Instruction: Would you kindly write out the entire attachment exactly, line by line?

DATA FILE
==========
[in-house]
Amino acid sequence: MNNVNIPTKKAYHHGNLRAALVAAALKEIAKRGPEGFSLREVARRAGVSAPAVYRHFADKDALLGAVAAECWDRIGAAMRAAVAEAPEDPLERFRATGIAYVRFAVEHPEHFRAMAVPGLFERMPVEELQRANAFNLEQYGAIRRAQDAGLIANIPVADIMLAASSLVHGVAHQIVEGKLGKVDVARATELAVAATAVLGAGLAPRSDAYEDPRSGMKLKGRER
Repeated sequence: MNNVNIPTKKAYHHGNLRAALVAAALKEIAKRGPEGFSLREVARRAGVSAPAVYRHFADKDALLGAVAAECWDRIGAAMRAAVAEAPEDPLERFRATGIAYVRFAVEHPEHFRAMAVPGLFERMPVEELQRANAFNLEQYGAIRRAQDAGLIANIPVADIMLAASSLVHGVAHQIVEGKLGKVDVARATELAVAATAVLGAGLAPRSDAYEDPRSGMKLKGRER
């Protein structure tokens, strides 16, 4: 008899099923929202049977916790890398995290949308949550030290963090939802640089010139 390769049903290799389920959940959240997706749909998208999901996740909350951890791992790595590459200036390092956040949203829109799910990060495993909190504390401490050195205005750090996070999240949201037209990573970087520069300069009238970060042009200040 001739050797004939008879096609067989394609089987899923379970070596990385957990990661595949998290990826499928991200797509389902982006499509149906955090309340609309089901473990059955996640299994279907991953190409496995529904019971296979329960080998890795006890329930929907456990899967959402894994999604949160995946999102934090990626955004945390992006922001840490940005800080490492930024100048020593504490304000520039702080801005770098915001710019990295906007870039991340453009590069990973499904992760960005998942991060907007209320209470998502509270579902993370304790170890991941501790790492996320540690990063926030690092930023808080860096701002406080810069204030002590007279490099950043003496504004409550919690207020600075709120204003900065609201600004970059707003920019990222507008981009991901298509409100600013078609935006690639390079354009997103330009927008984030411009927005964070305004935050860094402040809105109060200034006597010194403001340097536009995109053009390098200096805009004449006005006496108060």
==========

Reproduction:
[in-house]
Amino acid sequence: MNNVNIPTKKAYHHGNLRAALVAAALKEIAKRGPEGFSLREVARRAGVSAPAVYRHFADKDALLGAVAAECWDRIGAAMRAAVAEAPEDPLERFRATGIAYVRFAVEHPEHFRAMAVPGLFERMPVEELQRANAFNLEQYGAIRRAQDAGLIANIPVADIMLAASSLVHGVAHQIVEGKLGKVDVARATELAVAATAVLGAGLAPRSDAYEDPRSGMKLKGRER
Repeated sequence: MNNVNIPTKKAYHHGNLRAALVAAALKEIAKRGPEGFSLREVARRAGVSAPAVYRHFADKDALLGAVAAECWDRIGAAMRAAVAEAPEDPLERFRATGIAYVRFAVEHPEHFRAMAVPGLFERMPVEELQRANAFNLEQYGAIRRAQDAGLIANIPVADIMLAASSLVHGVAHQIVEGKLGKVDVARATELAVAATAVLGAGLAPRSDAYEDPRSGMKLKGRER
């Protein structure tokens, strides 16, 4: 008899099923929202049977916790890398995290949308949550030290963090939802640089010139 390769049903290799389920959940959240997706749909998208999901996740909350951890791992790595590459200036390092956040949203829109799910990060495993909190504390401490050195205005750090996070999240949201037209990573970087520069300069009238970060042009200040 001739050797004939008879096609067989394609089987899923379970070596990385957990990661595949998290990826499928991200797509389902982006499509149906955090309340609309089901473990059955996640299994279907991953190409496995529904019971296979329960080998890795006890329930929907456990899967959402894994999604949160995946999102934090990626955004945390992006922001840490940005800080490492930024100048020593504490304000520039702080801005770098915001710019990295906007870039991340453009590069990973499904992760960005998942991060907007209320209470998502509270579902993370304790170890991941501790790492996320540690990063926030690092930023808080860096701002406080810069204030002590007279490099950043003496504004409550919690207020600075709120204003900065609201600004970059707003920019990222507008981009991901298509409100600013078609935006690639390079354009997103330009927008984030411009927005964070305004935050860094402040809105109060200034006597010194403001340097536009995109053009390098200096805009004449006005006496108060």